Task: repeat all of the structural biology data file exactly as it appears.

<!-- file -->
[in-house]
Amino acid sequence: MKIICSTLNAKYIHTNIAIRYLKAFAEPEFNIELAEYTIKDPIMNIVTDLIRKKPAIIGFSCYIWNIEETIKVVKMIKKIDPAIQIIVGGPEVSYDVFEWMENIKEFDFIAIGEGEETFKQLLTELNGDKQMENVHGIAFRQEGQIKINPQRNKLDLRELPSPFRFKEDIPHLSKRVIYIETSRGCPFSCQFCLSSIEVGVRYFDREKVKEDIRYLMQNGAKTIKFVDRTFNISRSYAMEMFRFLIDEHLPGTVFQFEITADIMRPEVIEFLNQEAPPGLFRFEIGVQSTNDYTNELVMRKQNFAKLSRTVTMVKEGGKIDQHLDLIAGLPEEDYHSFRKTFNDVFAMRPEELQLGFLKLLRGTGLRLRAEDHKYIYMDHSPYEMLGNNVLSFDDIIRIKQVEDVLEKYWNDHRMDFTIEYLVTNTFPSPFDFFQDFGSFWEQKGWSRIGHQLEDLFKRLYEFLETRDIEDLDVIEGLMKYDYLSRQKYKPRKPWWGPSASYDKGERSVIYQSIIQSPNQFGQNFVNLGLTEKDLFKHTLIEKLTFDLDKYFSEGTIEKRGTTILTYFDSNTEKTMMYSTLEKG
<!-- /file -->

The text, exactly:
[in-house]
Amino acid sequence: MKIICSTLNAKYIHTNIAIRYLKAFAEPEFNIELAEYTIKDPIMNIVTDLIRKKPAIIGFSCYIWNIEETIKVVKMIKKIDPAIQIIVGGPEVSYDVFEWMENIKEFDFIAIGEGEETFKQLLTELNGDKQMENVHGIAFRQEGQIKINPQRNKLDLRELPSPFRFKEDIPHLSKRVIYIETSRGCPFSCQFCLSSIEVGVRYFDREKVKEDIRYLMQNGAKTIKFVDRTFNISRSYAMEMFRFLIDEHLPGTVFQFEITADIMRPEVIEFLNQEAPPGLFRFEIGVQSTNDYTNELVMRKQNFAKLSRTVTMVKEGGKIDQHLDLIAGLPEEDYHSFRKTFNDVFAMRPEELQLGFLKLLRGTGLRLRAEDHKYIYMDHSPYEMLGNNVLSFDDIIRIKQVEDVLEKYWNDHRMDFTIEYLVTNTFPSPFDFFQDFGSFWEQKGWSRIGHQLEDLFKRLYEFLETRDIEDLDVIEGLMKYDYLSRQKYKPRKPWWGPSASYDKGERSVIYQSIIQSPNQFGQNFVNLGLTEKDLFKHTLIEKLTFDLDKYFSEGTIEKRGTTILTYFDSNTEKTMMYSTLEKG